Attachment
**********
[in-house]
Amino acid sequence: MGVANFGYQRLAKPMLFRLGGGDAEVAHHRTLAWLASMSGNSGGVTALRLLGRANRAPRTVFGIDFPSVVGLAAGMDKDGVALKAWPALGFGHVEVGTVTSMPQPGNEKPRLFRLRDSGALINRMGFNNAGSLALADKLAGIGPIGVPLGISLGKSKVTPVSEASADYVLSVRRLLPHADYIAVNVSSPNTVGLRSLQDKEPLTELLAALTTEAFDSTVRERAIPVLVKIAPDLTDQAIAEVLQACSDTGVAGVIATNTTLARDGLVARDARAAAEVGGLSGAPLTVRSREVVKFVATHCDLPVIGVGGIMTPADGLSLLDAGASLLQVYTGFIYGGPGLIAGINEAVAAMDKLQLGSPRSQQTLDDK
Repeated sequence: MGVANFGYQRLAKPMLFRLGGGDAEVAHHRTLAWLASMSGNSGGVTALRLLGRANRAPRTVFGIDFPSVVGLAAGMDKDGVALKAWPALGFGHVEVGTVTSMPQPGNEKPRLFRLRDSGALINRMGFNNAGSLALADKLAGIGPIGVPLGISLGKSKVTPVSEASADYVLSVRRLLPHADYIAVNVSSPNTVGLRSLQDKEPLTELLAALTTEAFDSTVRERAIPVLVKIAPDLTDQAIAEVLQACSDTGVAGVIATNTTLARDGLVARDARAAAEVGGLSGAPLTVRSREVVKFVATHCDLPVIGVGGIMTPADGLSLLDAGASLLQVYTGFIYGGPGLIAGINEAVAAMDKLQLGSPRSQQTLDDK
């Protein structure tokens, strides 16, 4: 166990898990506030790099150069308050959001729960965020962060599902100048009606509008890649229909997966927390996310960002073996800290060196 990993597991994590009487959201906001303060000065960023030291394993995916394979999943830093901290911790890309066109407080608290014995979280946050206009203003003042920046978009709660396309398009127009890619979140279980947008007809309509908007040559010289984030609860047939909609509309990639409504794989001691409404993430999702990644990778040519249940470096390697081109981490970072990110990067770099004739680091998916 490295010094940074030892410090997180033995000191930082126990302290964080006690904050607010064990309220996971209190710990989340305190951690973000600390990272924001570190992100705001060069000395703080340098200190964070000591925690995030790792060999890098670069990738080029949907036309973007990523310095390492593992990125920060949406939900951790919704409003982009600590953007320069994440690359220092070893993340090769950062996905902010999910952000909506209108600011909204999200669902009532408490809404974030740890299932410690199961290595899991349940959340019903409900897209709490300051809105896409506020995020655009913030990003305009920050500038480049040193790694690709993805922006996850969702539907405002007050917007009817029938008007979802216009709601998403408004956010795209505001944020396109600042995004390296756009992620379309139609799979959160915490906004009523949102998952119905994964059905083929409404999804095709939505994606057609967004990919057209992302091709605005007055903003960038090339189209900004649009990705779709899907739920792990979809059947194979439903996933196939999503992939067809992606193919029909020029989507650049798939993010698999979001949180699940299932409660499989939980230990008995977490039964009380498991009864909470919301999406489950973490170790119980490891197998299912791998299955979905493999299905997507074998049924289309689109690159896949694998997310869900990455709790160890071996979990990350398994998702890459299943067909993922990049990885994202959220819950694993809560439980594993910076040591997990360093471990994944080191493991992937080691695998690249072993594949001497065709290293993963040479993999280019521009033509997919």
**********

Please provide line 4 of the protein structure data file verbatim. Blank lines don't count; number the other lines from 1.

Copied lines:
């Protein structure tokens, strides 16, 4: 166990898990506030790099150069308050959001729960965020962060599902100048009606509008890649229909997966927390996310960002073996800290060196 990993597991994590009487959201906001303060000065960023030291394993995916394979999943830093901290911790890309066109407080608290014995979280946050206009203003003042920046978009709660396309398009127009890619979140279980947008007809309509908007040559010289984030609860047939909609509309990639409504794989001691409404993430999702990644990778040519249940470096390697081109981490970072990110990067770099004739680091998916 490295010094940074030892410090997180033995000191930082126990302290964080006690904050607010064990309220996971209190710990989340305190951690973000600390990272924001570190992100705001060069000395703080340098200190964070000591925690995030790792060999890098670069990738080029949907036309973007990523310095390492593992990125920060949406939900951790919704409003982009600590953007320069994440690359220092070893993340090769950062996905902010999910952000909506209108600011909204999200669902009532408490809404974030740890299932410690199961290595899991349940959340019903409900897209709490300051809105896409506020995020655009913030990003305009920050500038480049040193790694690709993805922006996850969702539907405002007050917007009817029938008007979802216009709601998403408004956010795209505001944020396109600042995004390296756009992620379309139609799979959160915490906004009523949102998952119905994964059905083929409404999804095709939505994606057609967004990919057209992302091709605005007055903003960038090339189209900004649009990705779709899907739920792990979809059947194979439903996933196939999503992939067809992606193919029909020029989507650049798939993010698999979001949180699940299932409660499989939980230990008995977490039964009380498991009864909470919301999406489950973490170790119980490891197998299912791998299955979905493999299905997507074998049924289309689109690159896949694998997310869900990455709790160890071996979990990350398994998702890459299943067909993922990049990885994202959220819950694993809560439980594993910076040591997990360093471990994944080191493991992937080691695998690249072993594949001497065709290293993963040479993999280019521009033509997919």